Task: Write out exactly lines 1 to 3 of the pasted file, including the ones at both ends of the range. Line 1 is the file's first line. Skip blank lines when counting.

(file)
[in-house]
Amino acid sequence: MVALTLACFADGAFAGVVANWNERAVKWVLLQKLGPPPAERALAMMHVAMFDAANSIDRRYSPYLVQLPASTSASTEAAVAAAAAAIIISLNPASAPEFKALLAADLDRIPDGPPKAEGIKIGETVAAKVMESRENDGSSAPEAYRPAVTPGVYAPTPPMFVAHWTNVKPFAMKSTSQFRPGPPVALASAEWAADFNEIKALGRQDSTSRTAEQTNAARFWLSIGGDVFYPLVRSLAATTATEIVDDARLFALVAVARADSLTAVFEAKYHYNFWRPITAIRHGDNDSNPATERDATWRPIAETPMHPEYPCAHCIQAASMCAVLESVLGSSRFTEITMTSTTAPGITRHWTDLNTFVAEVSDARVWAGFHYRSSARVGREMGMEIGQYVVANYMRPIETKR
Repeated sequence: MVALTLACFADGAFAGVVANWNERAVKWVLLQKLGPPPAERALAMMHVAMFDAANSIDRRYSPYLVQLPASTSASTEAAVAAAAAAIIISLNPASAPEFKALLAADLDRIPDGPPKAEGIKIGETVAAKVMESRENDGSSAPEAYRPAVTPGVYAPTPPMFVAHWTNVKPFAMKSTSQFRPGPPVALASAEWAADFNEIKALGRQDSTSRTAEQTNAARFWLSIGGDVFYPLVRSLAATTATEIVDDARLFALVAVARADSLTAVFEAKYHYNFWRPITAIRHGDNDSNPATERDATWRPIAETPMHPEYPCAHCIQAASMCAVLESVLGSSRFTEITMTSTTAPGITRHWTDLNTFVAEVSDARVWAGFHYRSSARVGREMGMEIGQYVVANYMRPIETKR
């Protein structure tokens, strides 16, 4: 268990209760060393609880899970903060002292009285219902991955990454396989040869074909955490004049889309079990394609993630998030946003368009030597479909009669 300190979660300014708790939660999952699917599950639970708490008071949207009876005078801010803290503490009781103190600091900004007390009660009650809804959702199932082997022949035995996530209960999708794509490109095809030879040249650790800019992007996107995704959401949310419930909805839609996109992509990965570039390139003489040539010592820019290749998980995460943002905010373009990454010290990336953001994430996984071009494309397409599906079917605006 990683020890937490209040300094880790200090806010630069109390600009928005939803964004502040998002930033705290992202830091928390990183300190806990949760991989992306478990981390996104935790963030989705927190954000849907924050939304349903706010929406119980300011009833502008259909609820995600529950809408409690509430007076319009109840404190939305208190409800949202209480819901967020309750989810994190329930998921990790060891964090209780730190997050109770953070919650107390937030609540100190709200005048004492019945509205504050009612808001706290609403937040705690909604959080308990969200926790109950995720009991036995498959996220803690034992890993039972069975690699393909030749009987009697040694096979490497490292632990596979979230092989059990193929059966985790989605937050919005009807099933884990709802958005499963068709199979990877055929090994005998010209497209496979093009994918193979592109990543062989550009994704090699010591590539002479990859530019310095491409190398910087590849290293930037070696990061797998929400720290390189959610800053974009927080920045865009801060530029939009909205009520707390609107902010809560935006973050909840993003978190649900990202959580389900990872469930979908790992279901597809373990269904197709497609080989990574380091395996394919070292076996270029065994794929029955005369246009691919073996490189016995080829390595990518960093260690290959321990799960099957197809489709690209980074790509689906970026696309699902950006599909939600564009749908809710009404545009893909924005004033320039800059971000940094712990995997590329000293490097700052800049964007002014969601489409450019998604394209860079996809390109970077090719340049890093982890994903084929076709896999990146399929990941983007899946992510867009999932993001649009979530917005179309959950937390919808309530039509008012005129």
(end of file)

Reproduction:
[in-house]
Amino acid sequence: MVALTLACFADGAFAGVVANWNERAVKWVLLQKLGPPPAERALAMMHVAMFDAANSIDRRYSPYLVQLPASTSASTEAAVAAAAAAIIISLNPASAPEFKALLAADLDRIPDGPPKAEGIKIGETVAAKVMESRENDGSSAPEAYRPAVTPGVYAPTPPMFVAHWTNVKPFAMKSTSQFRPGPPVALASAEWAADFNEIKALGRQDSTSRTAEQTNAARFWLSIGGDVFYPLVRSLAATTATEIVDDARLFALVAVARADSLTAVFEAKYHYNFWRPITAIRHGDNDSNPATERDATWRPIAETPMHPEYPCAHCIQAASMCAVLESVLGSSRFTEITMTSTTAPGITRHWTDLNTFVAEVSDARVWAGFHYRSSARVGREMGMEIGQYVVANYMRPIETKR
Repeated sequence: MVALTLACFADGAFAGVVANWNERAVKWVLLQKLGPPPAERALAMMHVAMFDAANSIDRRYSPYLVQLPASTSASTEAAVAAAAAAIIISLNPASAPEFKALLAADLDRIPDGPPKAEGIKIGETVAAKVMESRENDGSSAPEAYRPAVTPGVYAPTPPMFVAHWTNVKPFAMKSTSQFRPGPPVALASAEWAADFNEIKALGRQDSTSRTAEQTNAARFWLSIGGDVFYPLVRSLAATTATEIVDDARLFALVAVARADSLTAVFEAKYHYNFWRPITAIRHGDNDSNPATERDATWRPIAETPMHPEYPCAHCIQAASMCAVLESVLGSSRFTEITMTSTTAPGITRHWTDLNTFVAEVSDARVWAGFHYRSSARVGREMGMEIGQYVVANYMRPIETKR